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From Matt Sicker <boa...@gmail.com>
Subject Re: porting log4j2 to .NET
Date Tue, 18 Oct 2016 13:58:10 GMT
Using syslog is a pretty standard way to collect logs from all sorts of
programs and goes back decades. There has been an update to the syslog
format in RFC 5424 which fleshes it out a bunch.

Then there are programs like Logstash and Flume which can be used in a more
platform-agnostic manner to collect logs from different applications.

Really, when it comes down to it, the most standard way you can log
everything regardless of programming language is to use log files or some
sort of network appender using a standardized binary format.

On 18 October 2016 at 08:53, Nicholas Duane <nickdu@msn.com> wrote:

> I guess platform is vague.  Maybe I should have said language agnostic.
> It would be nice to have a single logging architecture/design run on C/C++,
> .NET, Java, etc.  Or at least it seems like a nice feature to me.  I would
> assume there are many enterprises out there that have applications running
> on different OS's and languages.  If I'm trying to pick a logging framework
> to use and I find a popular one which is capable and runs similarly across
> the OS's and languages then that's a big plus in my mind.
> Thanks,
> Nick
> ________________________________
> From: Mikael Ståldal <mikael.staldal@magine.com>
> Sent: Tuesday, October 18, 2016 2:52 AM
> To: Log4J Users List
> Subject: Re: porting log4j2 to .NET
> Just to make things clear, Log4j is a logging framework for the JVM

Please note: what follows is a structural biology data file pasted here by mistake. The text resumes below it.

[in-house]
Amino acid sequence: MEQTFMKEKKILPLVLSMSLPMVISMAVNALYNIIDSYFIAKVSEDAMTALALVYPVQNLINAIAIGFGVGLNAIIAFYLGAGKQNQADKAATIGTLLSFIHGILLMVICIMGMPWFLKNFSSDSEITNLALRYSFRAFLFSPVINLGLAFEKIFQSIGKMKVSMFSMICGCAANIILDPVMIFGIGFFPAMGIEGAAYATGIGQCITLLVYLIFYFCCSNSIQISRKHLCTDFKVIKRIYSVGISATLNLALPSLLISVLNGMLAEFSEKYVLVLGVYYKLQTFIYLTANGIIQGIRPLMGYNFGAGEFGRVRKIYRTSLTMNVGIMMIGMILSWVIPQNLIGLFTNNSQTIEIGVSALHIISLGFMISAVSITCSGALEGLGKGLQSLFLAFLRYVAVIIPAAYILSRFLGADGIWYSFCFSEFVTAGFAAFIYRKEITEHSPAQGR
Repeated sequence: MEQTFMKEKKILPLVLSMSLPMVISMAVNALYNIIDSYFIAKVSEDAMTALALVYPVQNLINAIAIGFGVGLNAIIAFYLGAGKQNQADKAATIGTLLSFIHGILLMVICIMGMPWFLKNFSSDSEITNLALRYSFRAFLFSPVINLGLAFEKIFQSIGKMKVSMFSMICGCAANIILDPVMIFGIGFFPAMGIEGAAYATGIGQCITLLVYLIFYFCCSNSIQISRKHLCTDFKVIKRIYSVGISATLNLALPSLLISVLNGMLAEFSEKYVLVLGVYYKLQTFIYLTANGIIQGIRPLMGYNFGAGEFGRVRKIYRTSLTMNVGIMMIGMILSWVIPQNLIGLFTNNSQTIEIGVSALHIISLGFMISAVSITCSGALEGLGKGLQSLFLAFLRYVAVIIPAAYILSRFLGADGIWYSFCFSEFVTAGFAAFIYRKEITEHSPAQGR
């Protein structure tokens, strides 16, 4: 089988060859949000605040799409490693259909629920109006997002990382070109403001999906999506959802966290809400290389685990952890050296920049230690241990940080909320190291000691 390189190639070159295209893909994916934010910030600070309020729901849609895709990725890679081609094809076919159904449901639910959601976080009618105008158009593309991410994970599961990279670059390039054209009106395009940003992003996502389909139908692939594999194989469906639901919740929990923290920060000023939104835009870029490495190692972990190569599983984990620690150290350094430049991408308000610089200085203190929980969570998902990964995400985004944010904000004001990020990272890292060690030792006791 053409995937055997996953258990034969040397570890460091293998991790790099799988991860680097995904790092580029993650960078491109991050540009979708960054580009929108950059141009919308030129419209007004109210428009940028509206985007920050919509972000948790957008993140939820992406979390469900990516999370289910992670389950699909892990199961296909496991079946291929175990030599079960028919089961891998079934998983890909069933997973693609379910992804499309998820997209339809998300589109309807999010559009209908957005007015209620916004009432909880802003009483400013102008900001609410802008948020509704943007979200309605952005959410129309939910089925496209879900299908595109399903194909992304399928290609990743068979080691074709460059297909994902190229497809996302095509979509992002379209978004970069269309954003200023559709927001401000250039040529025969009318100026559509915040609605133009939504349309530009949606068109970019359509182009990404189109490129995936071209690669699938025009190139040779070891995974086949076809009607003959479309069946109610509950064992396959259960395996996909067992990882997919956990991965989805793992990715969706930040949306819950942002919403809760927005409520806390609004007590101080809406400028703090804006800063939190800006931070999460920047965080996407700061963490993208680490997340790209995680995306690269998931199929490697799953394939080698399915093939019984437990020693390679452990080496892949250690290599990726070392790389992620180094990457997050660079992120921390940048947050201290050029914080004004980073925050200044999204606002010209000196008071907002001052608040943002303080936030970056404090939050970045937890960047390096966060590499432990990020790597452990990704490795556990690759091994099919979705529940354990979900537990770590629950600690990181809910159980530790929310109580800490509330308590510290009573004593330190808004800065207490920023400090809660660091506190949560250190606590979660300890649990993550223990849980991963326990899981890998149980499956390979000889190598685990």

> platform, and it is agnostic to the underlying OS. It it well tested on (at
> least) both Linux and Windows.
> On Tue, Oct 18, 2016 at 2:33 AM, Nicholas Duane <nickdu@msn.com> wrote:
> > Figured I would send this question out to the log4j side.  I have already
> > had some email exchanges with the log4net mailing list regarding porting
> > log4j2 to .NET.  My suggestion was that the apache logging framework be a
> > single architecture design which is platform agnostic and then teams
> which
> > port to the different platforms.  It seems log4net was a port of log4j
> and
> > may be going off in its own direction from that initial port.  My
> viewpoint
> > is that's a bad idea as one of the benefits I saw was that log4net was
> > similar to log4j2 and we're looking for logging frameworks for our
> > enterprise.  We have applications on both Windows/.NET and Linux/Java so
> > having a logging framework for Windows/.NET which is similar to a logging
> > framework for Linux/Java was a big plus.
> >
> >
> > While I have no doubt the effort to port log4j2 to .NET is considerable,
> > it would be a port and thus I'm not spending time figuring out design and
> > algorithms.  Would anyone want to venture a guess at what that effort
> might
> > be?
> >
> >
> > Thanks,
> >
> > Nick
> >
> --
> [image: MagineTV]
> *Mikael Ståldal*
> Senior software developer
> *Magine TV*
> mikael.staldal@magine.com
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Matt Sicker <boards@gmail.com>

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